Have you ever been out on your favorite route, the majestic mountains in view or the pristine beach just out of sight only to see trash littered along the road or trail?

It seems like I can’t head out the door without seeing litter strewn about and it got me thinking: the amount of trash I was producing from sport was not sustainable. Over the last year I have vowed to make a difference by reducing the waste I produce and helping to care for the roads and trails I utilize.

Cut-out or reduce single-use plastic

The first step in my journey to becoming an earth-friendly athlete was cutting out single-use plastics. This included single use water bottles, cutlery, to-go containers, plastic sacks, cups, straws and everything in between. The first and easiest step is carrying a refillable water bottle with you. Venues from grocery stores, to libraries, trails, airports and more have installed stations to refill water bottles. It is a simple step to reduce plastic waste, stay hydrated and reduce spending money on expensive single-serve bottles.

Other easy steps I have taken include switching to reusable shopping sacks, no longer using straws or carrying a reusable straw, bringing my own glass container for leftovers from restaurants and getting in the habit of not using plastic utensils.

Snack bags and plastic wrap I used to carry nutrition during and after my workouts required more creativity to stop using. After some searching, I found two perfect solutions to replace these items. Using a sustainably produced organic cotton fabric and beeswax, you can make reusable food wrap within minutes. There are hundreds of tutorials out there, but this one will give you an idea on how to get started. By making different shapes and sizes, I have been able to cover leftovers, sandwiches, snacks and homemade nutrition bars for training and recovery. To stop using plastic snack bags, depending on the occasion, I use these food wraps, reusable glass containers and snack sleeves-a type of reusable snack bag-that can be a DIY project or easily purchased. For over a year, I have not contributed one piece of plastic wrap or snack bag to the landfill. It can seem overwhelming, but within two weeks utilizing reusables became a habit. I have never thought about returning to my plastic-consuming ways.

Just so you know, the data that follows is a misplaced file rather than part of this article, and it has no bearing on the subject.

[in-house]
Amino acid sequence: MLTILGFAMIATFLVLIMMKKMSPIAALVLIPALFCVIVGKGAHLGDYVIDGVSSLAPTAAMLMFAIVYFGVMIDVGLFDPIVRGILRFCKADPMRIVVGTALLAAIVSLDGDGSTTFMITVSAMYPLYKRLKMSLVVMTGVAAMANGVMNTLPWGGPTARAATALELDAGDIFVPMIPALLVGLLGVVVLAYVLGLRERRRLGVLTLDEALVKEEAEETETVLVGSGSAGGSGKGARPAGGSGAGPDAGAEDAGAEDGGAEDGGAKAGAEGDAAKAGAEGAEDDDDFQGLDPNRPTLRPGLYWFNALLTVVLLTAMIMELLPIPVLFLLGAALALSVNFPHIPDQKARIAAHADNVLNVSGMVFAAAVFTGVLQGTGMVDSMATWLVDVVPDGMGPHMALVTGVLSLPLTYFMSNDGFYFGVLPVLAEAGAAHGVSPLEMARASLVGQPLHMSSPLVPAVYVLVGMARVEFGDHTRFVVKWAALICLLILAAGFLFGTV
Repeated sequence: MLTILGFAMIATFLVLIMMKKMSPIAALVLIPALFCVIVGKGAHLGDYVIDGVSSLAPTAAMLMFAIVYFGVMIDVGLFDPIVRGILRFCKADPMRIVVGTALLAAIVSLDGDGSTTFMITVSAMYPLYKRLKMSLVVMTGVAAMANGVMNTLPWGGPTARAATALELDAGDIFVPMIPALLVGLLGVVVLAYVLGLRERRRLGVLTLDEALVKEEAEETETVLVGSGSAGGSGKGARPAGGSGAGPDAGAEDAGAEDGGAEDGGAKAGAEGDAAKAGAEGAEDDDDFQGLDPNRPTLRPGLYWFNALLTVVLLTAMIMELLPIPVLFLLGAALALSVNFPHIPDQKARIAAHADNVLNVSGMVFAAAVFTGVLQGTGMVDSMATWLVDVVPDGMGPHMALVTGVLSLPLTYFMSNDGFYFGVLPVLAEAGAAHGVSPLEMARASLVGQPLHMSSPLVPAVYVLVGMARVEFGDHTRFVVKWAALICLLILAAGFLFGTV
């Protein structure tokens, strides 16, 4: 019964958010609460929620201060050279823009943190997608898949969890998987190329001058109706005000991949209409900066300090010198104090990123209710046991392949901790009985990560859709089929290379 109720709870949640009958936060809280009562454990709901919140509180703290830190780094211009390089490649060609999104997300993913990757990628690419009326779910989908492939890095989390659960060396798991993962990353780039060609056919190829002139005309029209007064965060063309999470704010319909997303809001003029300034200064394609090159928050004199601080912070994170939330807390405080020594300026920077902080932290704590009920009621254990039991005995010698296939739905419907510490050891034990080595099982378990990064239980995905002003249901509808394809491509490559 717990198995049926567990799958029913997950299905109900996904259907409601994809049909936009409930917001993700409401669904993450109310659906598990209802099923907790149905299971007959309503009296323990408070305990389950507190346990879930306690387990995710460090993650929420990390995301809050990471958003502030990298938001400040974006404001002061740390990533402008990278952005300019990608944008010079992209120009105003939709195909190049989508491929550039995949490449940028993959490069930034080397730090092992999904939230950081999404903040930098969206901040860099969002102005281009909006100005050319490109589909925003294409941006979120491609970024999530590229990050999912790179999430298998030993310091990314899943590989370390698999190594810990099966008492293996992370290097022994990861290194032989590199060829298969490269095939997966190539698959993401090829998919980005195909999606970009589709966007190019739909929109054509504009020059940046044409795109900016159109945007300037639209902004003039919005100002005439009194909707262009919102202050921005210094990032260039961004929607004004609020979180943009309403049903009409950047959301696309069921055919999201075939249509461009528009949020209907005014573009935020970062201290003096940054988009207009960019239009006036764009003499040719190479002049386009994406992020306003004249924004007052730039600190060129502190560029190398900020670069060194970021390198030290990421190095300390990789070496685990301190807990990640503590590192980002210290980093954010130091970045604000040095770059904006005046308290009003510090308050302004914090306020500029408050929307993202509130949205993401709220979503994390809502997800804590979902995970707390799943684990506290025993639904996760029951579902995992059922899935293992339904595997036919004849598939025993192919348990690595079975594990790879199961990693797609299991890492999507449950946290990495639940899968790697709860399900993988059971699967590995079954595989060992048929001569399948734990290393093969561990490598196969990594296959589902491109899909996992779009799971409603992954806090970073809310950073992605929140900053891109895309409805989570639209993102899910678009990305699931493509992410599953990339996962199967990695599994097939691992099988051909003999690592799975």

Recycle old bike parts

Next up was my box of old tires and tubes that were sitting in the garage. Switching to the Giant SLR Aero Composite WheelSystem and Gavia SLR tubeless tires has made inner tubes all but obsolete in my bike room, but for many riders who still utilize tubes, there are easy ways to recycle them along with tires. I headed to the Internet to compile a few resources for you all.

1) GreenGuru upcycles tubes and wetsuits to make new gear

2) Get creative and upcycle your old rubber yourself. There are many tutorials that will teach you how to make anything from belts to wallets, doormats, tool kits and even chair seats with your worn out tubes. Better yet grab a few of your riding buddies and make a DIY evening out of it. To start with, you can make this bike tube bracelet!

3) Many local auto shops and bike shops will take bike tires and tubes to recycle. Some may charge a small fee for this service, but others do not.

4) Many communities have local recycling initiatives, check with your city.

With these small but meaningful changes, I have been able to reduce my waste and become a more earth-friendly athlete.